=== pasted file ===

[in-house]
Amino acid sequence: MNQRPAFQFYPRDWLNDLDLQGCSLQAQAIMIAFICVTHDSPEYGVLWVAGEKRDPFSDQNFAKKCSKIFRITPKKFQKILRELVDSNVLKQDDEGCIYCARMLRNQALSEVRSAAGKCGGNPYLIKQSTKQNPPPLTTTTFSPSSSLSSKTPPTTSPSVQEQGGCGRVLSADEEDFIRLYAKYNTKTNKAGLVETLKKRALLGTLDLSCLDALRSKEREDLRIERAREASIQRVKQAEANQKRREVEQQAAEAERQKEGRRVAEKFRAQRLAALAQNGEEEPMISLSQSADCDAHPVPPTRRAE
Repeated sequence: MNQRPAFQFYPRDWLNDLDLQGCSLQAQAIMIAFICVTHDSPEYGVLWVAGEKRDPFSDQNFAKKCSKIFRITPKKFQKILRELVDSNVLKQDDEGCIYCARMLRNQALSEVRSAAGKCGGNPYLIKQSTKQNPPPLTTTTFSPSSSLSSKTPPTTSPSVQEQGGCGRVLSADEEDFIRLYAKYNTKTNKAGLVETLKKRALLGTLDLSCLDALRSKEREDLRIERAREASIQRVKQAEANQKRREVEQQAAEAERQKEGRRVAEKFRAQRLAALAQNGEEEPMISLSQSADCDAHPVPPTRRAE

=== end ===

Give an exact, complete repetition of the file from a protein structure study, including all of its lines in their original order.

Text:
[in-house]
Amino acid sequence: MNQRPAFQFYPRDWLNDLDLQGCSLQAQAIMIAFICVTHDSPEYGVLWVAGEKRDPFSDQNFAKKCSKIFRITPKKFQKILRELVDSNVLKQDDEGCIYCARMLRNQALSEVRSAAGKCGGNPYLIKQSTKQNPPPLTTTTFSPSSSLSSKTPPTTSPSVQEQGGCGRVLSADEEDFIRLYAKYNTKTNKAGLVETLKKRALLGTLDLSCLDALRSKEREDLRIERAREASIQRVKQAEANQKRREVEQQAAEAERQKEGRRVAEKFRAQRLAALAQNGEEEPMISLSQSADCDAHPVPPTRRAE
Repeated sequence: MNQRPAFQFYPRDWLNDLDLQGCSLQAQAIMIAFICVTHDSPEYGVLWVAGEKRDPFSDQNFAKKCSKIFRITPKKFQKILRELVDSNVLKQDDEGCIYCARMLRNQALSEVRSAAGKCGGNPYLIKQSTKQNPPPLTTTTFSPSSSLSSKTPPTTSPSVQEQGGCGRVLSADEEDFIRLYAKYNTKTNKAGLVETLKKRALLGTLDLSCLDALRSKEREDLRIERAREASIQRVKQAEANQKRREVEQQAAEAERQKEGRRVAEKFRAQRLAALAQNGEEEPMISLSQSADCDAHPVPPTRRAE